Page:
Fort Lauderdale Fraud Lawyer
There are 25.6 million reasons why the government is cracking down on federal fraud
An FTC (Federal Trade Commission) survey released in April 2013 revealed that 25.6 million Americans were the victims of fraud in 2011. That’s nearly 11 percent of the nation’s adults. – These are people who are old enough to vote and who have the ears of their congressional representatives. And the Department of Justice has reacted to public and political pressure by stepping up investigations and prosecutions of alleged offenders. Contact our Fort Lauderdale fraud lawyers for more information.
Defending against federal crimes is complicated, but not impossible. At Kevin J. Kulik, P.A. in Fort Lauderdale, we take a methodical yet creative approach to defending clients charged with federal fraud. Lawyers like Kevin Kulik know that evidence in these cases can be challenged. The government must prove that you knew you were committing fraud and not acting in good faith, however mistaken you may have been. Our nearly 30 years of experience in working for clients throughout South Florida have shown that we can take on the feds and win.
What is fraud, and how many types of fraud are there?
According to the FBI, fraud is a type of white collar crime defined as “the intentional perversion of the truth for the purpose of inducing another person or other entity in reliance upon it to part with something of value or to surrender a legal right,” including “fraudulent conversion and obtaining of money or property by false pretenses.”
Fraud in the United States dates back to the colonial era, when “snake oil” cures were among the first documented ploys by the Pilgrims, and land swindles were common. Today, technology has made fraud more sophisticated and more widespread and has increased the types of fraud that are perpetrated.
Criminal defense attorneys can provide strategies for the many types of fraud prosecuted at the federal (and sometimes state) level:
- Bankruptcy fraud — Concealing assets or filing multiple claims to get debt relief or perpetrating a “bustout” or petition mill scheme are forms of bankruptcy fraud and violations of federal law.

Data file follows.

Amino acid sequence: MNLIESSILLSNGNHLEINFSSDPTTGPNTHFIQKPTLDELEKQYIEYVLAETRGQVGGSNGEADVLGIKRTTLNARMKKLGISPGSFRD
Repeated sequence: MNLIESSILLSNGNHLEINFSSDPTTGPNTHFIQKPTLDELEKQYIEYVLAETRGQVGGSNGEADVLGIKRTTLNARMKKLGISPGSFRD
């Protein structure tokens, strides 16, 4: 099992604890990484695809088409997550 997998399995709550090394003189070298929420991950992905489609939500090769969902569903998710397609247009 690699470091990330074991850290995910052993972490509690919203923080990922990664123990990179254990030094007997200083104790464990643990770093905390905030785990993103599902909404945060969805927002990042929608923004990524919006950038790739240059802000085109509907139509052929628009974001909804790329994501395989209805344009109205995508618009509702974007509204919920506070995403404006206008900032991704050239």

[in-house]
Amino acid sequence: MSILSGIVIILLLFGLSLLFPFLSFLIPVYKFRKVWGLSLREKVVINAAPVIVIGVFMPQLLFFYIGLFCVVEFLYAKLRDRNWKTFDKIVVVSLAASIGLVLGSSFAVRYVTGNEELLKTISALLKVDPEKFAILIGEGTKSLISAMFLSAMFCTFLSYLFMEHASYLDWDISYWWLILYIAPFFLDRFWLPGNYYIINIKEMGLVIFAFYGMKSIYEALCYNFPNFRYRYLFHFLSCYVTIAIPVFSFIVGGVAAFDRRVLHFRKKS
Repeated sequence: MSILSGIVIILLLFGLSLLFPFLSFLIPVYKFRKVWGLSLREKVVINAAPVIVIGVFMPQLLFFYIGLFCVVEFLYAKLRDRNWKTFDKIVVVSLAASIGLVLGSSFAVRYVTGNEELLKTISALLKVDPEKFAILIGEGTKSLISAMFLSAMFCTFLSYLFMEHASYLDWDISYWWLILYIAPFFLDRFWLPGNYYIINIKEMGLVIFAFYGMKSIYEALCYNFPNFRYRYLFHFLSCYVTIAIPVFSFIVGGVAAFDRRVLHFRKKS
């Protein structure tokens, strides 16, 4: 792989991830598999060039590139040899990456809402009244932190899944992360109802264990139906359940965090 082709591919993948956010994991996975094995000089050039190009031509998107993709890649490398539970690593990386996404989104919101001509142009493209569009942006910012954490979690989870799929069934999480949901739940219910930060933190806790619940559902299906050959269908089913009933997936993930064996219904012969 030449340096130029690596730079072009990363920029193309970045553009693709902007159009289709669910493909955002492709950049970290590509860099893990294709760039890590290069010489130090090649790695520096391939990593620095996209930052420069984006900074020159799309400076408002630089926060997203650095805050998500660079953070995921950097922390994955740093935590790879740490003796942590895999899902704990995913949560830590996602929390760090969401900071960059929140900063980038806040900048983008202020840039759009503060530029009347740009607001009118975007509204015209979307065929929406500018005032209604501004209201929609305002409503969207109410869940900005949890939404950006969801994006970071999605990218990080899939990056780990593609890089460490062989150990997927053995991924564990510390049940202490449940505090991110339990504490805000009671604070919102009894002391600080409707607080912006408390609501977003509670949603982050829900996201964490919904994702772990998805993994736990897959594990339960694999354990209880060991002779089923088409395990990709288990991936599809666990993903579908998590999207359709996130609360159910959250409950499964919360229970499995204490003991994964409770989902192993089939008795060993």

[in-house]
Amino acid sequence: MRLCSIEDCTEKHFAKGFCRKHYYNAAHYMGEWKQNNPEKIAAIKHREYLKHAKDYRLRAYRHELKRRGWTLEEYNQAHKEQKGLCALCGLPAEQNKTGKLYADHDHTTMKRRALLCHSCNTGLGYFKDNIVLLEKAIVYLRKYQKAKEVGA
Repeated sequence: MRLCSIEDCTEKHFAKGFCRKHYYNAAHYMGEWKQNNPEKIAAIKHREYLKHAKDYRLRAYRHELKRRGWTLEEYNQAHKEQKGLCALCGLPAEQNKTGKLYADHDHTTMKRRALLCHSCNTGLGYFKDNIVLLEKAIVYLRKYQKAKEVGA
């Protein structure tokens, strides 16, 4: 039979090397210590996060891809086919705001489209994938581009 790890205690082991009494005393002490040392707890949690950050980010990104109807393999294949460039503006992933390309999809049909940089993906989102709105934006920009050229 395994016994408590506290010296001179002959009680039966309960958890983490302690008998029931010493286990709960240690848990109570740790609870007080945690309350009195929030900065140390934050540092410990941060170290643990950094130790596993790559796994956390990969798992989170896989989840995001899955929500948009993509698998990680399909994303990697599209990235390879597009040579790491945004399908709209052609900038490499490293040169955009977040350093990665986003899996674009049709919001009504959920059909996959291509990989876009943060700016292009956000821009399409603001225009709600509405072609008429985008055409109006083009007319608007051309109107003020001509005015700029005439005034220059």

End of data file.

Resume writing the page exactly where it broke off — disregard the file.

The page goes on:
- Healthcare fraud — Schemes include double-billing or submitting duplicate claims and falsifying a condition to obtain and then illegally sell pharmaceuticals. There are laws specific to Medicaid and Medicare fraud, which, if the fraud leads to someone’s death, can be penalized by life in prison.
- Insurance fraud — Knowingly deceiving an insurance company for money to which you are not entitled can be a misdemeanor or a felony, depending on the extent and type of fraud committed. Insurance fraud that affects interstate commerce is a federal crime.
- Credit card fraud — If you use a credit card with no intention of paying for what you purchased, you may be found guilty of credit card fraud. This includes obtaining or using a credit card through identity theft and using stolen credit cards.
- Corporate fraud — Deceptive practices include the overstatement of earnings and the concealment of debt to increase stock values and providing secret loans and unapproved bonuses to executives. Fines can run into the hundreds of thousands of dollars, and jail or prison time is not uncommon.
The government also vigorously prosecutes those who commit mortgage fraud and unemployment fraud, among other financial crimes.
You can expect steep fines and incarceration for convictions of mail fraud, tax fraud and securities fraud
The government comes down hard on mail fraud, which is the willful act of attempting to obtain money or property through deception using the U.S. mail, by wire or even by private mail services, such as FedEx and UPS. Tax fraud, whether by underreporting income, inflating expenses or deliberately failing to file a federal tax return, is vigorously pursued by the IRS. Much in the news lately, securities fraud is addressed under the Sarbanes-Oxley Act and can include anything from questionable timing of stock options and investor misrepresentation to promises of exaggerated returns and insider trading.
These types of fraud are highly scrutinized by the FBI, the IRS Criminal Investigation unit, the U.S. Postal Inspection Service and the U.S. Securities and Exchange Commission’s Division of Enforcement. Let our Fort Lauderdale fraud defense attorneys assist with your case.
Penalties for these types of crimes can include fines of $250,000 per violation plus restitution to victims. Depending on the offense and prior criminal records, if any, you may be facing up to 30 years in prison.
Federal fraud charges require an aggressive defense
As a highly rated attorney with nearly 30 years of experience in federal criminal defense and fraud, Kevin Kulik brings courtroom skills and a passion for justice to your case. To schedule a confidential, free consultation to discuss your situation with Kevin J. Kulik, P.A., please contact our Fort Lauderdale office at 954-761-9411 or contact us online.